Kathleen S. Swendiman Legislative Attorney
Thomas J. Nicola Legislative Attorney
Calculations indicating that in the long run the Social Security program will not be financially sustainable under the present statutory scheme have fueled the current debate regarding Social Security reform. This report addresses selected legal issues which may be raised regarding entitlement to Social Security benefits as Congress considers possible changes to the Social Security program, and in view of projected long-range shortfalls in the Social Security Trust Funds.
Social Security is a statutory entitlement program. Beneficiaries have a legal entitlement to receive Social Security benefits as set forth under the Social Security Act. The fact that Social Security benefits are financed by taxes on an employee’s wages, however, does not limit Congress’s power to fix the levels of benefits under the Social Security Act, or the conditions upon which they may be paid. Congress’s authority to modify provisions of the Social Security program was affirmed in the 1960 Supreme Court decision in Flemming v. Nestor, wherein the Court held that an individual does not have an accrued “property right” in his or her Social Security benefits. The Court has made clear in subsequent court decisions that the payment of Social Security taxes conveys no contractual rights to Social Security benefits.
Congress has the power to legislatively promise to pay individuals a certain level of Social Security benefits, and to provide legal evidence of Congress’s “guarantee” of the obligation of the federal government to provide for the payment of such benefits in the future. While Congress may decide to take whatever measures necessary to fulfill such an obligation, courts would be unlikely to find that Congress’s unilateral promise constitutes a contract which could not be modified in the future. In addition, a congressional promise not to reduce a specific level of Social Security benefits payable to certain eligible individuals would likely not overcome the constitutional principle, subject to due process considerations, that one Congress may not bind a subsequent Congress to legislative action or inaction.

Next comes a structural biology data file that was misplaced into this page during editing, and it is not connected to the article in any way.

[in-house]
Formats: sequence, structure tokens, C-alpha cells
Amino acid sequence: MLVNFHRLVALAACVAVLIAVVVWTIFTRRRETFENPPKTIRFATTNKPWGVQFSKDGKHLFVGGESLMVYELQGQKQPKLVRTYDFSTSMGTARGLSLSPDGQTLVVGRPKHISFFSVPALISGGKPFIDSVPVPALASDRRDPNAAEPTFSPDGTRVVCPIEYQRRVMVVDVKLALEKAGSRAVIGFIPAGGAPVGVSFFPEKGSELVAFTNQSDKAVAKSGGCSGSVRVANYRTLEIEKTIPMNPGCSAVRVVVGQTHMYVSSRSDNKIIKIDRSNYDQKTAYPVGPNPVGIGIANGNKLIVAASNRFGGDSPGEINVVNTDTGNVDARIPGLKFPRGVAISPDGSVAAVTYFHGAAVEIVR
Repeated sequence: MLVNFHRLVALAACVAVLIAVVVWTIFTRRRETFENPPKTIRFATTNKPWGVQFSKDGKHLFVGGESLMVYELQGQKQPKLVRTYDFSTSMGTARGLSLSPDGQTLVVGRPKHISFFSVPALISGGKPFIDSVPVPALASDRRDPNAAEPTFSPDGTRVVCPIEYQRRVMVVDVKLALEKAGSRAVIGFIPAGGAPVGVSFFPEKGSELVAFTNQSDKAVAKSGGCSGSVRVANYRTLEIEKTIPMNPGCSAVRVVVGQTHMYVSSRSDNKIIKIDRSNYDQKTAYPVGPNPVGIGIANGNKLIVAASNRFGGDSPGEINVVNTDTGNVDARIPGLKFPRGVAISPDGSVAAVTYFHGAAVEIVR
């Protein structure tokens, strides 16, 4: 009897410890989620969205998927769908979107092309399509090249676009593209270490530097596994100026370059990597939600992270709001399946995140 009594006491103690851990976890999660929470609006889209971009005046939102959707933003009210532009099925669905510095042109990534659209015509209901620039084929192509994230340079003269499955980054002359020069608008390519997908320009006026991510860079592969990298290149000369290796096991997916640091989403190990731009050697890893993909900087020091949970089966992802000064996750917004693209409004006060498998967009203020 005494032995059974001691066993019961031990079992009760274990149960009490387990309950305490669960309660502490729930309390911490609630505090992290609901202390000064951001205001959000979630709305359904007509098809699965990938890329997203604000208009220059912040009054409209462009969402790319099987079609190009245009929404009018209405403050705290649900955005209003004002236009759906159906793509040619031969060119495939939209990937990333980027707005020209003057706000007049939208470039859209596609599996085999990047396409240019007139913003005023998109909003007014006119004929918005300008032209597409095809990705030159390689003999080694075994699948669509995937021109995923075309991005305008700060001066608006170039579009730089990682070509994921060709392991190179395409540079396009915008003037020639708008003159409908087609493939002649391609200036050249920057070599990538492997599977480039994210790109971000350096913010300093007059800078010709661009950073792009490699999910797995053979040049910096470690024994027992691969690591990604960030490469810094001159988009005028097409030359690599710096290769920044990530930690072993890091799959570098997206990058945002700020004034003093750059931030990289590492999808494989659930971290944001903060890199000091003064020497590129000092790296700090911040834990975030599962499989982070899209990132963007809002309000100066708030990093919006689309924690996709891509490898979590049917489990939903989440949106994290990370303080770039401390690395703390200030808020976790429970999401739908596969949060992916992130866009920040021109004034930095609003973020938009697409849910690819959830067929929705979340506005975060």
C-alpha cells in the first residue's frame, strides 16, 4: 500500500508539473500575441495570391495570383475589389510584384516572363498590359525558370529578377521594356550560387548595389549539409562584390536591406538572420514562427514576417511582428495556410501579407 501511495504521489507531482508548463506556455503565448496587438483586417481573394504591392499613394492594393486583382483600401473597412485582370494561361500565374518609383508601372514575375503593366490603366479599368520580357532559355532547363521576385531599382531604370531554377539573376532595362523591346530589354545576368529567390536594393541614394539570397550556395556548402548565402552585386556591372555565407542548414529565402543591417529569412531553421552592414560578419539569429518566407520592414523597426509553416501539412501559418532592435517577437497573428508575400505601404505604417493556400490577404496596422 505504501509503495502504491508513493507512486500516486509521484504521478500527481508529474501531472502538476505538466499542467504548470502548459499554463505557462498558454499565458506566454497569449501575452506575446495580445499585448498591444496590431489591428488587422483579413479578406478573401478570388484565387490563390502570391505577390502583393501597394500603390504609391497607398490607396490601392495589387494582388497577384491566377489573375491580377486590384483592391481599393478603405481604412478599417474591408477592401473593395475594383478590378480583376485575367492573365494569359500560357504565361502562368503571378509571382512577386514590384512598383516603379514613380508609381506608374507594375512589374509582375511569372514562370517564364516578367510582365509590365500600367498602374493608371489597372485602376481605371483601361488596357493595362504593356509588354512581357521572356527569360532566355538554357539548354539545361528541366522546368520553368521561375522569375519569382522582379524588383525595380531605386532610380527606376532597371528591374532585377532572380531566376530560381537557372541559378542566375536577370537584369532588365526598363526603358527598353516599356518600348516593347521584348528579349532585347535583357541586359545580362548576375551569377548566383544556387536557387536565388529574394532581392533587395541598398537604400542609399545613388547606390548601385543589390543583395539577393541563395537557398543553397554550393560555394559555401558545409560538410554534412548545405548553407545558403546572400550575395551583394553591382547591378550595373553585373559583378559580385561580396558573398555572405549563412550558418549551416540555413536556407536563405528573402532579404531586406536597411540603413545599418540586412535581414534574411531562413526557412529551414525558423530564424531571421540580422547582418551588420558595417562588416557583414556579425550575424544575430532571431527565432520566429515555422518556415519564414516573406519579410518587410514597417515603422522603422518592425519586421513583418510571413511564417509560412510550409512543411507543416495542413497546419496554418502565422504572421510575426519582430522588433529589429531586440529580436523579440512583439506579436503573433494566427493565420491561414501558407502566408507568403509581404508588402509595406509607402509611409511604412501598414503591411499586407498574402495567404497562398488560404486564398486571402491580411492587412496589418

The calculations concerning the possible future insolvency of the Social Security Trust Funds raise a question whether that result would affect the legal right of beneficiaries to receive full Social Security benefits. While an entitlement by definition legally obligates the United States to make payments to any person who meets the eligibility requirements established in the statute that creates the entitlement, a provision of the Antideficiency Act prevents an agency from paying more in benefits than the amount available in the source of funds available to pay the benefits. The Social Security Act states that Social Security benefits shall be paid only from the Social Security Trust Funds, and the act appropriates all payroll taxes to pay benefits. Although the legal right of beneficiaries to receive full benefits would not be extinguished by an insufficient amount of funds in the Social Security Trust Funds, it appears that beneficiaries would have to wait until the Trust Funds receive an amount sufficient to pay full benefits in the case of a shortfall, unless Congress amends applicable laws.
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